WHO recommends malaria diagnosis prior to treatment

A new Cochrane Systematic Review of the accuracy of Rapid Diagnostic Tests for malaria based on the presence of parasite antigens has prompted the World Health Organization to strongly recommend confirming a malaria diagnosis prior to treatment with artemisinin combination therapies.

Until recently, in order to confirm a malaria diagnosis, parasites had to be detected using a blood sample and a microscope. This method requires a highly-trained staff, reagents and equipment - all scarce commodities in many malaria afflicted areas.

RDT’s, on the other hand, use manufactured antibodies that, when in contact with infected blood, bind with the malaria parasite and trigger a color change on a test strip that can be seen with the naked eye. The tests are technically difficult to produce, but once made, they are simple to perform and require no specialized equipment.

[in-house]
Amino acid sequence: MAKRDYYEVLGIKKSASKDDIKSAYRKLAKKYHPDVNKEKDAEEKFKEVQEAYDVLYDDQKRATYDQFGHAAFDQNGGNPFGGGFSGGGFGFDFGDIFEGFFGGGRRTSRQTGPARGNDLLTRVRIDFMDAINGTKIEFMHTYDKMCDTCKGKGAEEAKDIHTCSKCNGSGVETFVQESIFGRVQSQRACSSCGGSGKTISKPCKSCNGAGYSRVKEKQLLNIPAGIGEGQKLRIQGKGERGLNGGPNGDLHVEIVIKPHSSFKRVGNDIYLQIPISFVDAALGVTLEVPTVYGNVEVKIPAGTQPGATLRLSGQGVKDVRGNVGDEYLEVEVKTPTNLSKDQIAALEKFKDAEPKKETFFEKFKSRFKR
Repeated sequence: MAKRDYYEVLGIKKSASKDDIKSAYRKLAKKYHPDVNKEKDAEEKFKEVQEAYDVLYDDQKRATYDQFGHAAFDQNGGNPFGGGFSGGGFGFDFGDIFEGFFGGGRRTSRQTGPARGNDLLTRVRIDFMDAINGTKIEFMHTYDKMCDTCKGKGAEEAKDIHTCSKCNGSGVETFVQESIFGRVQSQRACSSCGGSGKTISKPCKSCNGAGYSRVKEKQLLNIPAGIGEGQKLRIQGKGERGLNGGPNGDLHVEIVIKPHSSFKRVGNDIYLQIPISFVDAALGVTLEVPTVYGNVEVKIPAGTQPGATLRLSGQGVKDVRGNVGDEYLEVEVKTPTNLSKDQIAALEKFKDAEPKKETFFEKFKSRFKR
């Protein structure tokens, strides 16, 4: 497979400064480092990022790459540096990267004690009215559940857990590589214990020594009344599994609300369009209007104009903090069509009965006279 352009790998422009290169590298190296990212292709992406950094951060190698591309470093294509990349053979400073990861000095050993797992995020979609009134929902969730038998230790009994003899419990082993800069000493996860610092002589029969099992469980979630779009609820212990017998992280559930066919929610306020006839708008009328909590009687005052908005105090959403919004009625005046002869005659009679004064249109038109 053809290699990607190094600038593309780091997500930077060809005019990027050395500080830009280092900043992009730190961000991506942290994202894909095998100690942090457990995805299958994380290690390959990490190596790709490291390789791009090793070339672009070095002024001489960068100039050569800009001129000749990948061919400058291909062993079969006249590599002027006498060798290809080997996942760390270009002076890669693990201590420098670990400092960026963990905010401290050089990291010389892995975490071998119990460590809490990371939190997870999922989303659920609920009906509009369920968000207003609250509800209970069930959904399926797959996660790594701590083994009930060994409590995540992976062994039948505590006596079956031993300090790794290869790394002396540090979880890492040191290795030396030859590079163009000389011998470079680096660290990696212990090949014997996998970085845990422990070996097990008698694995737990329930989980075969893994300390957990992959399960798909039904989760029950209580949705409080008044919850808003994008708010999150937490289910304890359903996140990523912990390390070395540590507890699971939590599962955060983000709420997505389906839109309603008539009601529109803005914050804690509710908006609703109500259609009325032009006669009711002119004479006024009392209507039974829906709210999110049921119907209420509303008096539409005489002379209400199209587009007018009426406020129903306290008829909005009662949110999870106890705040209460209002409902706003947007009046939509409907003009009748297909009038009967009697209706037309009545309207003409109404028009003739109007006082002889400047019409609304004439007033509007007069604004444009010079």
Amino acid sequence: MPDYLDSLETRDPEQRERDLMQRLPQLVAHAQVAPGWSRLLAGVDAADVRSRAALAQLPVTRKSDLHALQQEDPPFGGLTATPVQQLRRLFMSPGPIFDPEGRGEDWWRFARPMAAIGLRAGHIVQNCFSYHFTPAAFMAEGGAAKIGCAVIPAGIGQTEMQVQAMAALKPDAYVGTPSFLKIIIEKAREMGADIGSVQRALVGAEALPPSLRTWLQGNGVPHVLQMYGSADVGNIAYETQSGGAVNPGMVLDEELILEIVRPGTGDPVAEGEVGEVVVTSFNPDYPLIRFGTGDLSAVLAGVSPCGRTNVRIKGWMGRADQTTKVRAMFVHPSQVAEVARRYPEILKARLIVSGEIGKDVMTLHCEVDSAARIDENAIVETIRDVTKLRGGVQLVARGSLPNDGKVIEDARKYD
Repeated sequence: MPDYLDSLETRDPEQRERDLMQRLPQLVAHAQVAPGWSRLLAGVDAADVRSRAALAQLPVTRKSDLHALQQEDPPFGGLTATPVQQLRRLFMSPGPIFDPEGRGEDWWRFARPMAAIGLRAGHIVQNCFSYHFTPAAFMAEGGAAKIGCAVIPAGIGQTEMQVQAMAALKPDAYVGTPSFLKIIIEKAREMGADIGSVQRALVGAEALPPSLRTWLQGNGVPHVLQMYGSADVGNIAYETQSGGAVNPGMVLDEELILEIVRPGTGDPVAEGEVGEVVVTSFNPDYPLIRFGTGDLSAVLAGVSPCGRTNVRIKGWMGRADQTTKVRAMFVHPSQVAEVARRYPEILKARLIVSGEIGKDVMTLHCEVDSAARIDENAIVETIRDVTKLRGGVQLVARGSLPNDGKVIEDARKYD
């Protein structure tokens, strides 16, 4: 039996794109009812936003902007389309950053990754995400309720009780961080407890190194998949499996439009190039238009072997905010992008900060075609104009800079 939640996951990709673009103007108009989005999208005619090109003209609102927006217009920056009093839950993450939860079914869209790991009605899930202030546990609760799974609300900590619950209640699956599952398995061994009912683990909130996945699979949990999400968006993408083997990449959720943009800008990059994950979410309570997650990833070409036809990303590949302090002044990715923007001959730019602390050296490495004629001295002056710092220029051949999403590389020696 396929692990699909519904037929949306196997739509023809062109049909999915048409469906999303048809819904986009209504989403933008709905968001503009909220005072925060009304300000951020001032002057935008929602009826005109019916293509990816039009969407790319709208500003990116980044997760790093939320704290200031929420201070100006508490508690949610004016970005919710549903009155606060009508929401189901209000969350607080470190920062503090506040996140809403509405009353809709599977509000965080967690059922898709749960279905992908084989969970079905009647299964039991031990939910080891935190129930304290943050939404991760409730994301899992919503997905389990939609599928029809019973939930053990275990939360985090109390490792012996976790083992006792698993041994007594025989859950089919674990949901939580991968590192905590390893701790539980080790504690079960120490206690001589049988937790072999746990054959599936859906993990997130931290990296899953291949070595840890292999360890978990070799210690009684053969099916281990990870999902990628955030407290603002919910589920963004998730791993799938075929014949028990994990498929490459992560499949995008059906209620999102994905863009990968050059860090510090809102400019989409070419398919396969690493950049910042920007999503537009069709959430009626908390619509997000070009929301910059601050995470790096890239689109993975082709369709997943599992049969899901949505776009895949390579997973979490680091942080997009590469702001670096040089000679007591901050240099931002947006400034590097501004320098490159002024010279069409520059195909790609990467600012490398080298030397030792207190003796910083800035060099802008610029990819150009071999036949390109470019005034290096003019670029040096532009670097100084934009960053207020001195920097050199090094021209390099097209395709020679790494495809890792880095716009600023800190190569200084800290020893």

"After reviewing available data in 74 different studies, we can say that the these antigen-detecting tests will identify at least 19 out of 20 cases, a success rate that would be very useful in clinical practice," Katharine Abba, from the Liverpool School of Tropical Medicine, said.

In Sub-Saharan Africa, primary health workers have often have to assume that any fever is caused by malaria and distribute anti-malarial drugs. This approach wastes valuable resources and is possibly leading to the development of drug resistance in the malaria parasite.

"The use of Rapid Diagnostic Tests is another step towards reaching the goal of universal accuracy in the diagnosis of malaria and key to ensuring that the correct treatment is given to patients,” Abba said. “Resources can be saved with the rational use of anti-malarial drugs and it will also reduce the pressure on drug resistance."